4th of July Resources for Literacy Practitioners

When typing “4th of July” into the Google search bar on my computer, the top three suggested words are crafts, recipes, and fireworks. While such suggestions aren’t surprising, these traditions don’t speak to the reasons as to why July 4th is a federal holiday. It’s possible, maybe even probable, the adult learners whom we serve don’t know its importance either- especially when Americans adopt holidays such as Cinco de Mayo (or create others like Cinco de Cuatro) without much knowledge of the holidays’ origins themselves. I hope someone understands that reference.

Independence Day can be used for productive instruction with which to discuss both the fun, cultural traditions as well as the boring, American history aspects of the holiday. There’s just so many topics to choose from! Whether it’s how fireworks are made, writing narratives about how their 4th of July was spent, calculating how much money is spent on the typical barbecue foods, or teaching the history of Independence Day, you can pick from a vast amount of topics to suit your adult learner’s needs and interests.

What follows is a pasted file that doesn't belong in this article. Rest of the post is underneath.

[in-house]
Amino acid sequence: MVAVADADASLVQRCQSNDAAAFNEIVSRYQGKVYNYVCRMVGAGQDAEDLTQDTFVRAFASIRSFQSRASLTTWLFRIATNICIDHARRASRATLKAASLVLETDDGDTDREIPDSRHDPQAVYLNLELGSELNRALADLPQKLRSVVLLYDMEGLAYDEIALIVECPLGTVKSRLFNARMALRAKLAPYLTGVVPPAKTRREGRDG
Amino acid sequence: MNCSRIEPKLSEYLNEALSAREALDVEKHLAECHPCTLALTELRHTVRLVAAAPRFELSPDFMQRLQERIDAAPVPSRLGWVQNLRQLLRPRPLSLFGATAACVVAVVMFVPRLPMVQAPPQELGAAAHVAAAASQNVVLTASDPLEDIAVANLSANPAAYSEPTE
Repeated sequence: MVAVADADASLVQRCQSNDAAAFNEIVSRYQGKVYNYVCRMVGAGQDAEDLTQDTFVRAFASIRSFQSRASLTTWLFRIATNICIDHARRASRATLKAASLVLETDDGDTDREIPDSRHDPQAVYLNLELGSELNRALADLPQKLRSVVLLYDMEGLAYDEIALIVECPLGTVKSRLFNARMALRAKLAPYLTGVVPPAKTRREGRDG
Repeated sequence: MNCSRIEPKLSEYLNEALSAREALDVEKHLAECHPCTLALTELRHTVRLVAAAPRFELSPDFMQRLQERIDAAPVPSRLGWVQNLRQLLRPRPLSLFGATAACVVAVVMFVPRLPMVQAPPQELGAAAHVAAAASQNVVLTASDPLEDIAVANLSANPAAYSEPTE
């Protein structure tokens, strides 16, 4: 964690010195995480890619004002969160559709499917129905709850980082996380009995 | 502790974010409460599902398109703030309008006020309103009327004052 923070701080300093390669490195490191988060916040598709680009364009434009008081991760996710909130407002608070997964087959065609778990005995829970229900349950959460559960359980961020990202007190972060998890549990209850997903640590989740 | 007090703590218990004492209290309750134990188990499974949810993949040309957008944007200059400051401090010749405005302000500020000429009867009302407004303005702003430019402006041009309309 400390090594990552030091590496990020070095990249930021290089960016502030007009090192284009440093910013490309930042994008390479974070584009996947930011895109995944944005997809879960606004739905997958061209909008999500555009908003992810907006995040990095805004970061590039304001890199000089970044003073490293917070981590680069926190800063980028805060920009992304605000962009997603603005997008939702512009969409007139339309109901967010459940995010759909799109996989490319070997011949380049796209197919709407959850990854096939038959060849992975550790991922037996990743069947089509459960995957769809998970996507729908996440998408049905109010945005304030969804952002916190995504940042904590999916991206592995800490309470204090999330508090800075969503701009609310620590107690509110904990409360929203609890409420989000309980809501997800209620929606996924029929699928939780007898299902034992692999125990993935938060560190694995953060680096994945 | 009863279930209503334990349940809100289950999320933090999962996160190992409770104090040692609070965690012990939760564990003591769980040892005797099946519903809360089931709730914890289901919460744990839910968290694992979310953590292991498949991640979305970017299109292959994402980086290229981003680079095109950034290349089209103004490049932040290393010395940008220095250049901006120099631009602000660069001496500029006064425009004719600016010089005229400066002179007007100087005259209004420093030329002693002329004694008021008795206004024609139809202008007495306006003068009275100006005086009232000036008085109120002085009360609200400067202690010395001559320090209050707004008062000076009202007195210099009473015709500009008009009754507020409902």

It’s always a challenge to maintain student engagement, but with some creativity, even the history lessons could keep an adult learner’s attention. I challenge you to be as creative.

Below are some helpful ideas and links for your perusal. Incorporate these Infographics, YouTube videos and lessons, into your sessions, or use them as a jumping-off point to spark other ideas.

INDEPENDENCE DAY – English Vocabulary from JenniferESL on YouTube

Larry Ferlazzo’s additions to July Fourth Resources

Edutopia’s 4th of July Resources

Washington Post’s Top 5 Myths about July 4th

EL Civics Independence Day Lessons

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